However, I recently bought a German Amazon Dot device and I think I'll keep it. Right now, it's main job is to play music but I also use it for setting timers and to tell me the current time and weather. I've never used other "voice-based assistants" before but I can see the benefits that come with a dedicated device like the Amazon Echo. It's really comfortable if you can control things with your voice, you don't have to get to your PC or smartphone first. I'll probably integrate it with my home automation system to control lighting, and maybe add a media center like Plex/XMBC, too.
Edit: The only thing that bothers me is that the German voice is not as fine-tuned as the English one, and as of now there are not many skills available (built-in as well as third party), so I switched it to English. But guess what - you can't use the English skills unless you port your German Amazon account to amazon.com... the Echo is essentially handled like a kindle device on the server side, which means you'll lose all your eBooks and music if you switch...
However, as usual there are parts of the german society that won't have any issues using stuff like Alexa. "I have nothing to hide" is also a popular way of thinking in Germany, history be damned.
Could be a subjective impression, linked to the project and wrong when looking at the bigger society, but at least so far I believed it. I acknowledge that Austria was also part of the streetview hysteria that broke the project over here. Might be a differing indicator.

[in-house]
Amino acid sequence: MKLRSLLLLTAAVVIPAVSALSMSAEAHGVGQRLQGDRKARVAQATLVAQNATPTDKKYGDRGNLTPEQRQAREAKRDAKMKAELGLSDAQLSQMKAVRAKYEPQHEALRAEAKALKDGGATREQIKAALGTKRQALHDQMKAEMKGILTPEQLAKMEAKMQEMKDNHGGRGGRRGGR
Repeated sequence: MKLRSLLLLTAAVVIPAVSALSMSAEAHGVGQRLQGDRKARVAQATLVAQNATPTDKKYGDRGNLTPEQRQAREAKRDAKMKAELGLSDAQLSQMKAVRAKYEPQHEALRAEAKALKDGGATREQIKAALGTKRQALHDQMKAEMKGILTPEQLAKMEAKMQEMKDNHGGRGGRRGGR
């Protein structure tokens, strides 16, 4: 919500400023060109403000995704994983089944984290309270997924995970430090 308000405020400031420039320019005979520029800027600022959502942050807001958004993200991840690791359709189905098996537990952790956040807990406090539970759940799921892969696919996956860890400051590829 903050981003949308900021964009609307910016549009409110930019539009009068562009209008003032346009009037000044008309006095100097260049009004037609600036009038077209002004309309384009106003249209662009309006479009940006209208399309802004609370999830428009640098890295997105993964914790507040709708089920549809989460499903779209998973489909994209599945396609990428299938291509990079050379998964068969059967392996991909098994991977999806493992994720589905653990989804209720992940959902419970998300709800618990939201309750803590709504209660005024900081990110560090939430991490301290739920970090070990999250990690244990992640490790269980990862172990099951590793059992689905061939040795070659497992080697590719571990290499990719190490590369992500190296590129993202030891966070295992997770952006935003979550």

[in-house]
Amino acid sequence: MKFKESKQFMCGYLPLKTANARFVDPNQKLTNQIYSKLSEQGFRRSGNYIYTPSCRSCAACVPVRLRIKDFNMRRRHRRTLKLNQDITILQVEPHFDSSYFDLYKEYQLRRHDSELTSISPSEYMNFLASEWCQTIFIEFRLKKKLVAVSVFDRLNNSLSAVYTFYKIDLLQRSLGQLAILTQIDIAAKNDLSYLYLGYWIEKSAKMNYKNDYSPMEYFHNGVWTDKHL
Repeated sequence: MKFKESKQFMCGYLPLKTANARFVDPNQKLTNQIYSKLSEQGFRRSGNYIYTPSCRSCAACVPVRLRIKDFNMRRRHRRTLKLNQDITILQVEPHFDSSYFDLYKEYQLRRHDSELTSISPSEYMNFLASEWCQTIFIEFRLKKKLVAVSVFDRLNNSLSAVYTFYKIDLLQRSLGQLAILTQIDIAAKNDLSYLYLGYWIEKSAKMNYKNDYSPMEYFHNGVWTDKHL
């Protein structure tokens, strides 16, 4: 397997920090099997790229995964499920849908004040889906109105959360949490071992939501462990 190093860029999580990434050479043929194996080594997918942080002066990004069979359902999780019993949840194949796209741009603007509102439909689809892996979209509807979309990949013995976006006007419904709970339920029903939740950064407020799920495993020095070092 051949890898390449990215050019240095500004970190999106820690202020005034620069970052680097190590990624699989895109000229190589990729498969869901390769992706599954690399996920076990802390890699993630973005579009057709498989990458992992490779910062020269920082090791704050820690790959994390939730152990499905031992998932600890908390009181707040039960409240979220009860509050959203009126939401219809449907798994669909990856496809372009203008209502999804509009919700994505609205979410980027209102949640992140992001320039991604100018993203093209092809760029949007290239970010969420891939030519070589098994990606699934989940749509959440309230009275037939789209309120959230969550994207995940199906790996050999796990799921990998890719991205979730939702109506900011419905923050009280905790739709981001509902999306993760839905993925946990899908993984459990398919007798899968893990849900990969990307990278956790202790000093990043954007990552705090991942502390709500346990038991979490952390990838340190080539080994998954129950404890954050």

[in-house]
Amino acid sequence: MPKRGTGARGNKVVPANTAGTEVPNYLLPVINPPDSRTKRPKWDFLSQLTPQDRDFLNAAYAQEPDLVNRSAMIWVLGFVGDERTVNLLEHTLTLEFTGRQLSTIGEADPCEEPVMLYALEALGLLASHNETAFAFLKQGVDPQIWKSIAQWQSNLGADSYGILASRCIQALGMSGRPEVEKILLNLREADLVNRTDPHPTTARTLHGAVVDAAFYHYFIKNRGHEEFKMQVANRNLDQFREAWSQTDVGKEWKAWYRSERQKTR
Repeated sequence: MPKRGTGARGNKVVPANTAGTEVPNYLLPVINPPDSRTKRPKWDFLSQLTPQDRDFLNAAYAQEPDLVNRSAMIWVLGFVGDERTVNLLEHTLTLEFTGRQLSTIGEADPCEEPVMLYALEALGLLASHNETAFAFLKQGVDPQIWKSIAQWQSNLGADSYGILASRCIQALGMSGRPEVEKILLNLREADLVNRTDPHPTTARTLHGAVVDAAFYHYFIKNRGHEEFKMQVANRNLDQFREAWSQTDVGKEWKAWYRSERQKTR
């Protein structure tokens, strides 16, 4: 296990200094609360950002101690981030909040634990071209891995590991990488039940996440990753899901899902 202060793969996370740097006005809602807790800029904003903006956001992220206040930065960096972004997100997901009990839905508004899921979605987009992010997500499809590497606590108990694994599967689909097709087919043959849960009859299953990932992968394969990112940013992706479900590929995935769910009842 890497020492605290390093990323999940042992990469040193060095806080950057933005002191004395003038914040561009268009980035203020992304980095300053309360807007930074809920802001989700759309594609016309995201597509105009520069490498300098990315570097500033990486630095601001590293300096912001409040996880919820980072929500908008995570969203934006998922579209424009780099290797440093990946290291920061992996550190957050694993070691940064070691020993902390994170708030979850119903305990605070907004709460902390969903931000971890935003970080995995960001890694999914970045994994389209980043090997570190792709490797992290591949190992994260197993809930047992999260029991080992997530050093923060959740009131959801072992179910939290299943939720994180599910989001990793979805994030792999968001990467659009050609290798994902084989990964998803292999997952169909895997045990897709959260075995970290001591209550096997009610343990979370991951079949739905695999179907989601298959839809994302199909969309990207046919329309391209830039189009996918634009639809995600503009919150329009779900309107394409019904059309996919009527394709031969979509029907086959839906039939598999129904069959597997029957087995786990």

Once paired, the Internet-dependent functionality is provided by the device and the app with which the doll was paired. The attacks are possible because the hacker can provide his own "server side" handling (the doll being the client).
The doll has a built in microphone and speaker.
It's the app on the mobile phone that connects to the internet and "transcripts" the voice of the questions into something that can be processed by sending it to some servers. The iOS version of the app can do 3000 transcriptions before you have to purchase more.
From what I read, when not paired, the doll is offline but if powered it still "talks" and "listens", just without the processing possible through the app and the servers across the internet and for EU, that's another problem: are the servers in the EU or not, are they doing special treatment of the data as it's known the data are from minors etc.
That it transmits the voice of unsuspecting children (who of course also have privacy rights) to who-knows-where is just the icing on the cake.
Funny, but when the State does Surveillance, all of a sudden it's OK.
So it's illegal unless the state says so. Who do you think the judge's boss is?